In September and October 2012, powdery mildew was detected on watermelon (Citrullus lanatus var. lanatus) plants of various breeding lines growing in field plots in Davis, California. Plants had partially necrotic leaves, yellowing to brown in color, with white surface mycelium and faint sporulation. No teleomorph was observed. Infected leaves were collected for examination and a spore suspension of the field isolate was made in water with 0.01% Tween 20 to spray inoculate watermelon seedlings of cultivar Dixie Lee with two true leaves. Plants were incubated in a growth chamber (22 to 26°C, 12-h photoperiod) for approximately 10 days, until sporulation was apparent. Microscopic observation of conidial chains showed that they had clearly crenate edges indicative of Podosphaera xanthii (4). To confirm the identity of the pathogen, we used Podosphaera-specific primers PFITS-F (5′-CCAACTCGTGCTGAGTGT-3′) and PF5.8-R (5′-TGTTGGTTTCTTTTCCTCCG-3′) to amplify and sequence the internal transcribed spacer regions of the nuclear rDNA. The 326-bp sequence had 98% homology to the GenBank sequence (accessions JQ340082.1 and AB774158.1) for P. xanthii. Infected ‘Dixie Lee’ leaves were used to make a spore suspension (approximately 5 × 104 conidia/ml) as described above to inoculate watermelon, melon, and squash seedlings (2 to 3 plants per cultivar) in a greenhouse. It caused severe symptoms on all watermelon plants cv. Charleston 76, P8, and Sugar Baby in the form of a powdery mildew with surface mycelium and chains of conidia, with leaves becoming gradually more necrotic and eventually dying, with the appearance of a melting down. Non-inoculated plants did not develop symptoms. The isolate also infected all squash plants ‘Zucchini Elite’ and melon powdery mildew differentials Iran H and ‘Védrantais.’ On these plants, the pathogen produced a powdery mildew (white surface mycelium with sporulation) but did not cause extensive necrosis. All other melon powdery mildew differentials (‘PMR5,’ ‘PMR45,’ WMR29, MR1, PI 124112, and PI 313970) did not develop any powdery mildew. A follow-up test in a growth chamber (22 to 26°C, 12-h photoperiod) with the same set of species and cultivars gave the same results. Based on these results, we conclude that this isolate belongs to race 1W (1,2). The presence of race 1W could have implications in disease management for this crop in the Central Valley of California as most cultivars are not resistant to it and the disease has been shown to cause severe damage in other states (1,3).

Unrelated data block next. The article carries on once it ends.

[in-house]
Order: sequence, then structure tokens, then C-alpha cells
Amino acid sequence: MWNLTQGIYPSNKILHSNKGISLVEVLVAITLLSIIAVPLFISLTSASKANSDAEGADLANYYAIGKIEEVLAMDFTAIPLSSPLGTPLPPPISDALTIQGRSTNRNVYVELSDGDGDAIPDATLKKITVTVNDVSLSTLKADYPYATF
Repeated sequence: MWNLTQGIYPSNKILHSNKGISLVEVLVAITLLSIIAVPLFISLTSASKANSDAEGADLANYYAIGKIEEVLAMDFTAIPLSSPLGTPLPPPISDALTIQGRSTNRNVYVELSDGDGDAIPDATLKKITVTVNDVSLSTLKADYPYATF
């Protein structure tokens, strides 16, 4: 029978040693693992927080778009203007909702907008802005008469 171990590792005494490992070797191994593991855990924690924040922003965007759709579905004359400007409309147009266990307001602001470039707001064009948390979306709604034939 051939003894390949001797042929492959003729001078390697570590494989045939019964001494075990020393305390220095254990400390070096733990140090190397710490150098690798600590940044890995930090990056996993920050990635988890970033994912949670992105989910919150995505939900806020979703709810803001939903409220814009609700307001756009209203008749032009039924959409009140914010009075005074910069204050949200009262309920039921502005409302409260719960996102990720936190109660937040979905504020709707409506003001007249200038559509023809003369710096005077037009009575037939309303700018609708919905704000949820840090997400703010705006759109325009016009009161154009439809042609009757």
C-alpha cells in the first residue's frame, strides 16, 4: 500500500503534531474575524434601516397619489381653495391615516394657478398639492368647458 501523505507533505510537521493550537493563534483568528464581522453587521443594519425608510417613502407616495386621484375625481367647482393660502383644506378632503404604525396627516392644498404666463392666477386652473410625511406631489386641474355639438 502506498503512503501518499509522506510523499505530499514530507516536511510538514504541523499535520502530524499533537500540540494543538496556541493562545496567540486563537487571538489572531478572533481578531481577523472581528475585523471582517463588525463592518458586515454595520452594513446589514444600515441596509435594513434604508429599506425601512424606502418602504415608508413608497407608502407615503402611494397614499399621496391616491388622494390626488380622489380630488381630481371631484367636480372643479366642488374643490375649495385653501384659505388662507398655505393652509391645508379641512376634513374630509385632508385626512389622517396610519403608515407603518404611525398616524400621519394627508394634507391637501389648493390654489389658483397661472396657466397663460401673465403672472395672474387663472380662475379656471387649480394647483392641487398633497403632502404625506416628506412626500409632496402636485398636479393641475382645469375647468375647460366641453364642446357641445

References: (1) A. R. Davis et al. J. Am. Soc. Hort. Sci. 132:790, 2007. (2) J. D. McCreight. Amer. Soc. Hort. Sci. 131:59, 2006. (3) A. Y. Tetteh et al. Crop Sci. 50:933, 2010. (4) T. A. Zitter. Page 28 in: Compendium of Cucurbit Diseases, The American Phytopathological Society, St. Paul, MN, 1996.
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